If needed a third person is employed to make sure the tie inserter always has plenty of spikes. The simple reality is that these machines save railroads thousands of maintenance hours and hundreds of thousands of dollars in labor costs each year thanks to their efficient work. No longer does the industry have to employ an army of workers to maintain its right-of-way. Being self-propelled, railroad tie inserters can clip along
at a quick pace with a top speed of nearly 30 mph (although when
inserting spikes the machine goes much slower, around 10 mph),
completing a long stretch of main line in a day's time. Today's models also are heavily computer-controlled and usually feature push-button or joystick controls. If you would like to learn more about railroad spike inserters please click here to visit Harsco Rail's website. There you can get an idea of what the machines look like and their exact specifications as well as learn about related equipment such as tie cranes, exchangers, undercutters, blowers, and a wide range of other equipment.
Its name being rather straightforward in describing what it does,
railroad spike pullers have been around for several decades now and
greatly ease the task of removing spikes
during maintenance projects (whether it be to replace ties, rails, or
both). That is, of course, unless you are the one operating the machine
as the work is hot in the summer, cold in the winter, noisy, and gives
one a good jolt when pulling spikes. Spike pullers
have a rather unique, unconventional look but are usually easily
recognizable by the fact that they have a low profile, open air design
and usually only carry one operator. The machine is similar to the
inserter except, as the name implies it removes spikes and does so much
more quickly than via manual labor. Today, the major builder of
inserters and related equipment is Harsco Rail.
Spike pullers almost always work as some kind of mechanized
gang, usually as part of a tie gang (which today normally consists of an
army of machines, not men). Today's tie gangs includes such machines
as spike or rail anchor pullers (which pull the spikes/anchors clear of
the tie), tie cranes (which remove the railroad ties once they are free
of the rails), tie extractors/inserters (different from a tie crane
these machines work vertically to remove or replace the railroad tie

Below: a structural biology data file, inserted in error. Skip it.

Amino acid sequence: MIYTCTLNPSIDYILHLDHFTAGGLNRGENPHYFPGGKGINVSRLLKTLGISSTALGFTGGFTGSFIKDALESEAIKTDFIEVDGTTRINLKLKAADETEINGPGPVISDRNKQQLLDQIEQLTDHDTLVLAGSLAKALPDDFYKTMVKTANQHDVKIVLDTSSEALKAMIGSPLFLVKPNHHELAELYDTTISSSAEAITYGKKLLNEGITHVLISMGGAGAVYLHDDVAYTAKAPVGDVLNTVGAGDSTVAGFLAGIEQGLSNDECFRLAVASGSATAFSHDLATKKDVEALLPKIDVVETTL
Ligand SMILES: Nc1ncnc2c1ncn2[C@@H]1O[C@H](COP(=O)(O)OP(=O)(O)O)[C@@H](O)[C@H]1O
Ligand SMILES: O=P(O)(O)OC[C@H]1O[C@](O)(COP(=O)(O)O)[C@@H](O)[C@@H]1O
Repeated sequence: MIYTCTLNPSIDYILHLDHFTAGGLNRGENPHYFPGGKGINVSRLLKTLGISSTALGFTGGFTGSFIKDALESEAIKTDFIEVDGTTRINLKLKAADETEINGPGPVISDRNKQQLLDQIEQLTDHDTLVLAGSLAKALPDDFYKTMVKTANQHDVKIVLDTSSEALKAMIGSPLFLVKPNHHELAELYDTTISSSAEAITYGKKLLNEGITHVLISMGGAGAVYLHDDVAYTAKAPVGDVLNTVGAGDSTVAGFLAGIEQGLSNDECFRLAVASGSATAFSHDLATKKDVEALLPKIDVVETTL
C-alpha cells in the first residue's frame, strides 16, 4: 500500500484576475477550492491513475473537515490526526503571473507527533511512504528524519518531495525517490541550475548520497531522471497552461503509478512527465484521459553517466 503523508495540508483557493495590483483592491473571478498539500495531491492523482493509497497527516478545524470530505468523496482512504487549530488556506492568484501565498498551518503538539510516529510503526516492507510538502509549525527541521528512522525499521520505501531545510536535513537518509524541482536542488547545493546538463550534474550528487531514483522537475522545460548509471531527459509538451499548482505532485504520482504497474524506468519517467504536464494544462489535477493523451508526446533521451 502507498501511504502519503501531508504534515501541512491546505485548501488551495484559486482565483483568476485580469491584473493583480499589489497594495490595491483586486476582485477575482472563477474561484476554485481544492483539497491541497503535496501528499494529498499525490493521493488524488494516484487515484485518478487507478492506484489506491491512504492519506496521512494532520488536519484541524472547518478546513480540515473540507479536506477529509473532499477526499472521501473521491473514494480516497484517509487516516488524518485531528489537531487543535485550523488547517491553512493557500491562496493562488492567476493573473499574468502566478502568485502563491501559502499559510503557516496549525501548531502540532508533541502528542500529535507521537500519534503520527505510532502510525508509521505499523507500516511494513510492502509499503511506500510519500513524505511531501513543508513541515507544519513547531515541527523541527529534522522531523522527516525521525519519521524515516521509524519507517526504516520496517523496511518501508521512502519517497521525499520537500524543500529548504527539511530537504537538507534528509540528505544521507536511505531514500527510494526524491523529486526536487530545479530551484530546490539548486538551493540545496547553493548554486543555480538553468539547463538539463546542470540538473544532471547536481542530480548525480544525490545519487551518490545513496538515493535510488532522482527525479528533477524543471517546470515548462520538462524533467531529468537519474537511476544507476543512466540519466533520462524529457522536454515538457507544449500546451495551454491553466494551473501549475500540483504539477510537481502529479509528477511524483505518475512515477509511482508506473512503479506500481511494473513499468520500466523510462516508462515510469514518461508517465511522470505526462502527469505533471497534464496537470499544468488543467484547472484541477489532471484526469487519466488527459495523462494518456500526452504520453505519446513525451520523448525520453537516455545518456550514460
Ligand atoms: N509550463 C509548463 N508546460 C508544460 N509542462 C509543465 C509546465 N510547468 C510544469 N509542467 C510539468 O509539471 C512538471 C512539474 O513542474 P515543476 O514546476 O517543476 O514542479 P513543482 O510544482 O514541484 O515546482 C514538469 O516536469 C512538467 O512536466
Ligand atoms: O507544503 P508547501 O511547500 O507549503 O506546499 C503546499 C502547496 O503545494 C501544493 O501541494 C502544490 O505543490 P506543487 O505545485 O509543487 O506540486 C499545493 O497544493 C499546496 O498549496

from underneath the rail), and spike inserters (as you might have
guessed these machines use hydraulics to quickly drive spikes down in
the tie plate and tie itself). If very heavy work is being done other large equipment will be used
as a mechanized tie relaying machine and/or even a rail train if new
rail is to be laid. As it is, tie gangs may look like machines simply
heading off to work in an elephant line.
However, they are actually
very coordinated work details with each machine and accompanying
operator assigned a very specific task to get the work done as quickly
as possible. The reason for speed and hastiness in finishing a maintenance job
is simply, to keep the trains and goods moving. Delays are quite
costly and avoided at all costs because if the freight isn't delivered
the railroad's don't get paid! Spike pullers, like virtually all mechanized railroad
maintenance equipment used today, use hydraulics to get the job done.
The machine itself is usually ten to twenty feet in length (although
some models are very small) and in most cases uses one operator although
newer models being built today feature two operators, which allow for
the job to be done faster by spikes being pulled from each rail
simultaneously. Most railroad spike pullers built today feature a dull-head,
hydraulic "jaw," which uses hydraulics to pull the spike
from each side of the rail simultaneously.
These hydraulic jaws usually lie just behind or very near the cab of the operator so he or she can be right near the equipment to perform the work as efficiently as possible. Older spike puller models required the operator to manually position the equipment over the rail and spike and properly align it to remove the latter. Today's models are computer guided to greatly improve alignment, allowing the operator to move much more efficiently, and in affect gets the job done much faster. Time is money, and that phrase rings ever so true in the railroad industry. When part of work detail you will usually see railroad spike pullers work in tandem, whereby the lead unit pulls spikes from one rail while another trails and removes spikes from the other. However, as mentioned above with newer "dual" units which pull spikes from rails simultaneously and use two operators, these are becoming more widespread.
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